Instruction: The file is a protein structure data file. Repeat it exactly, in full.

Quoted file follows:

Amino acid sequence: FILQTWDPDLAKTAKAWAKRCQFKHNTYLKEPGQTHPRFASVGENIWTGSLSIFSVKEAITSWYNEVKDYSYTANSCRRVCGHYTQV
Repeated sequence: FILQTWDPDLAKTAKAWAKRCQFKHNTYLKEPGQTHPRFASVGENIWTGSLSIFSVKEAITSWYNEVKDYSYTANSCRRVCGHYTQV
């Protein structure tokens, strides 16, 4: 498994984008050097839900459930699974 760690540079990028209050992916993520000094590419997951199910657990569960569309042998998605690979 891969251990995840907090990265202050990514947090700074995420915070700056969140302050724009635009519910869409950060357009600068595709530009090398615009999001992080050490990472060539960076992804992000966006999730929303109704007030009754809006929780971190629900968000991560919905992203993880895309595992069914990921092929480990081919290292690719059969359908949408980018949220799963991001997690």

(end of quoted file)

Amino acid sequence: FILQTWDPDLAKTAKAWAKRCQFKHNTYLKEPGQTHPRFASVGENIWTGSLSIFSVKEAITSWYNEVKDYSYTANSCRRVCGHYTQV
Repeated sequence: FILQTWDPDLAKTAKAWAKRCQFKHNTYLKEPGQTHPRFASVGENIWTGSLSIFSVKEAITSWYNEVKDYSYTANSCRRVCGHYTQV
């Protein structure tokens, strides 16, 4: 498994984008050097839900459930699974 760690540079990028209050992916993520000094590419997951199910657990569960569309042998998605690979 891969251990995840907090990265202050990514947090700074995420915070700056969140302050724009635009519910869409950060357009600068595709530009090398615009999001992080050490990472060539960076992804992000966006999730929303109704007030009754809006929780971190629900968000991560919905992203993880895309595992069914990921092929480990081919290292690719059969359908949408980018949220799963991001997690």